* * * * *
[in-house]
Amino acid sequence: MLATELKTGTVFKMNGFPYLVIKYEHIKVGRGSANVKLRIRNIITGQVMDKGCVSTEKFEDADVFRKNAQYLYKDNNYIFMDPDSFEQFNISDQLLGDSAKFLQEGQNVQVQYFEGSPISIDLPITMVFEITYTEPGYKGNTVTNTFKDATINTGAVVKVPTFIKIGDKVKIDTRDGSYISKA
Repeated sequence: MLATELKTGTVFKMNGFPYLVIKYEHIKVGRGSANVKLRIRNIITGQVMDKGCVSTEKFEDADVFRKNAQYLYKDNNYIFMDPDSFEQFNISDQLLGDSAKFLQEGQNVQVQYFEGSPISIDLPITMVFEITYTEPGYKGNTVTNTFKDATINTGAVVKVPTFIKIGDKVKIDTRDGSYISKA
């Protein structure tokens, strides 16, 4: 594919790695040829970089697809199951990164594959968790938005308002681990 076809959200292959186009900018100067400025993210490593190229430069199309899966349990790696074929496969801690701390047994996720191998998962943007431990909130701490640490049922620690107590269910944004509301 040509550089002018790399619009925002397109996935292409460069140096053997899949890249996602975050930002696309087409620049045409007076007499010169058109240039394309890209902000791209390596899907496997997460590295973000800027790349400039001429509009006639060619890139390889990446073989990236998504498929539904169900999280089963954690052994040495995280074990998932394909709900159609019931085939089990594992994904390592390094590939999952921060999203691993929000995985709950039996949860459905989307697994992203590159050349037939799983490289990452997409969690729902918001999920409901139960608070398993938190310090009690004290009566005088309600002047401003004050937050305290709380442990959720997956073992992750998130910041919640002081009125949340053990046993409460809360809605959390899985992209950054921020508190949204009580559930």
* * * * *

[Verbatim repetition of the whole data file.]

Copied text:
[in-house]
Amino acid sequence: MLATELKTGTVFKMNGFPYLVIKYEHIKVGRGSANVKLRIRNIITGQVMDKGCVSTEKFEDADVFRKNAQYLYKDNNYIFMDPDSFEQFNISDQLLGDSAKFLQEGQNVQVQYFEGSPISIDLPITMVFEITYTEPGYKGNTVTNTFKDATINTGAVVKVPTFIKIGDKVKIDTRDGSYISKA
Repeated sequence: MLATELKTGTVFKMNGFPYLVIKYEHIKVGRGSANVKLRIRNIITGQVMDKGCVSTEKFEDADVFRKNAQYLYKDNNYIFMDPDSFEQFNISDQLLGDSAKFLQEGQNVQVQYFEGSPISIDLPITMVFEITYTEPGYKGNTVTNTFKDATINTGAVVKVPTFIKIGDKVKIDTRDGSYISKA
């Protein structure tokens, strides 16, 4: 594919790695040829970089697809199951990164594959968790938005308002681990 076809959200292959186009900018100067400025993210490593190229430069199309899966349990790696074929496969801690701390047994996720191998998962943007431990909130701490640490049922620690107590269910944004509301 040509550089002018790399619009925002397109996935292409460069140096053997899949890249996602975050930002696309087409620049045409007076007499010169058109240039394309890209902000791209390596899907496997997460590295973000800027790349400039001429509009006639060619890139390889990446073989990236998504498929539904169900999280089963954690052994040495995280074990998932394909709900159609019931085939089990594992994904390592390094590939999952921060999203691993929000995985709950039996949860459905989307697994992203590159050349037939799983490289990452997409969690729902918001999920409901139960608070398993938190310090009690004290009566005088309600002047401003004050937050305290709380442990959720997956073992992750998130910041919640002081009125949340053990046993409460809360809605959390899985992209950054921020508190949204009580559930």